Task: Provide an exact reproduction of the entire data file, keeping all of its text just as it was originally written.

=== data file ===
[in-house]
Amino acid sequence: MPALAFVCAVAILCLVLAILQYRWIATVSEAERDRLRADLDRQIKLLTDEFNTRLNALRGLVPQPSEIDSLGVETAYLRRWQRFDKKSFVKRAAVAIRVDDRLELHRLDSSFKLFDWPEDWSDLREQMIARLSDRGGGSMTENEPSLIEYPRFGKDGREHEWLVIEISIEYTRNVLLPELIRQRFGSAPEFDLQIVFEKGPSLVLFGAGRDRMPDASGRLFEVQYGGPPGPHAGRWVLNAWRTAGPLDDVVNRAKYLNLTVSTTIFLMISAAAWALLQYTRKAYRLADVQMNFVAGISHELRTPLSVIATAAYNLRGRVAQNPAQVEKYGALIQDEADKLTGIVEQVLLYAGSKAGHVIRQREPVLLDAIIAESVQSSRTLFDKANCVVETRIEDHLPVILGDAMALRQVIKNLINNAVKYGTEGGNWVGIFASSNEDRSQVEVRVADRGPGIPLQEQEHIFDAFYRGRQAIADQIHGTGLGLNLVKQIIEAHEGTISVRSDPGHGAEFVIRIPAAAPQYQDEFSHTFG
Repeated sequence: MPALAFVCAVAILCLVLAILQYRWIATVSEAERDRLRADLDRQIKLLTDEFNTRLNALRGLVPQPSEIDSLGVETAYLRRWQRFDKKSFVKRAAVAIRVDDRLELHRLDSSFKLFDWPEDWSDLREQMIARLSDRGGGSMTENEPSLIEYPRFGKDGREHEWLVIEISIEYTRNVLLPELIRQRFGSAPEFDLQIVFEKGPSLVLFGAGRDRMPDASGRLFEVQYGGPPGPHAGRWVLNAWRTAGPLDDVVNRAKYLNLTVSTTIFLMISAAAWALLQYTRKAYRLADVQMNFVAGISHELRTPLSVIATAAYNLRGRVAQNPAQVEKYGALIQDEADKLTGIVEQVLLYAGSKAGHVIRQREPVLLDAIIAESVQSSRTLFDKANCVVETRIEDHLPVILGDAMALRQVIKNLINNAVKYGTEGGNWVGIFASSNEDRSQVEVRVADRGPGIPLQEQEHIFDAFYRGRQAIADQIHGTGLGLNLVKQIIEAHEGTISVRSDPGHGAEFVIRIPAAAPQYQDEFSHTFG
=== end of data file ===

[in-house]
Amino acid sequence: MPALAFVCAVAILCLVLAILQYRWIATVSEAERDRLRADLDRQIKLLTDEFNTRLNALRGLVPQPSEIDSLGVETAYLRRWQRFDKKSFVKRAAVAIRVDDRLELHRLDSSFKLFDWPEDWSDLREQMIARLSDRGGGSMTENEPSLIEYPRFGKDGREHEWLVIEISIEYTRNVLLPELIRQRFGSAPEFDLQIVFEKGPSLVLFGAGRDRMPDASGRLFEVQYGGPPGPHAGRWVLNAWRTAGPLDDVVNRAKYLNLTVSTTIFLMISAAAWALLQYTRKAYRLADVQMNFVAGISHELRTPLSVIATAAYNLRGRVAQNPAQVEKYGALIQDEADKLTGIVEQVLLYAGSKAGHVIRQREPVLLDAIIAESVQSSRTLFDKANCVVETRIEDHLPVILGDAMALRQVIKNLINNAVKYGTEGGNWVGIFASSNEDRSQVEVRVADRGPGIPLQEQEHIFDAFYRGRQAIADQIHGTGLGLNLVKQIIEAHEGTISVRSDPGHGAEFVIRIPAAAPQYQDEFSHTFG
Repeated sequence: MPALAFVCAVAILCLVLAILQYRWIATVSEAERDRLRADLDRQIKLLTDEFNTRLNALRGLVPQPSEIDSLGVETAYLRRWQRFDKKSFVKRAAVAIRVDDRLELHRLDSSFKLFDWPEDWSDLREQMIARLSDRGGGSMTENEPSLIEYPRFGKDGREHEWLVIEISIEYTRNVLLPELIRQRFGSAPEFDLQIVFEKGPSLVLFGAGRDRMPDASGRLFEVQYGGPPGPHAGRWVLNAWRTAGPLDDVVNRAKYLNLTVSTTIFLMISAAAWALLQYTRKAYRLADVQMNFVAGISHELRTPLSVIATAAYNLRGRVAQNPAQVEKYGALIQDEADKLTGIVEQVLLYAGSKAGHVIRQREPVLLDAIIAESVQSSRTLFDKANCVVETRIEDHLPVILGDAMALRQVIKNLINNAVKYGTEGGNWVGIFASSNEDRSQVEVRVADRGPGIPLQEQEHIFDAFYRGRQAIADQIHGTGLGLNLVKQIIEAHEGTISVRSDPGHGAEFVIRIPAAAPQYQDEFSHTFG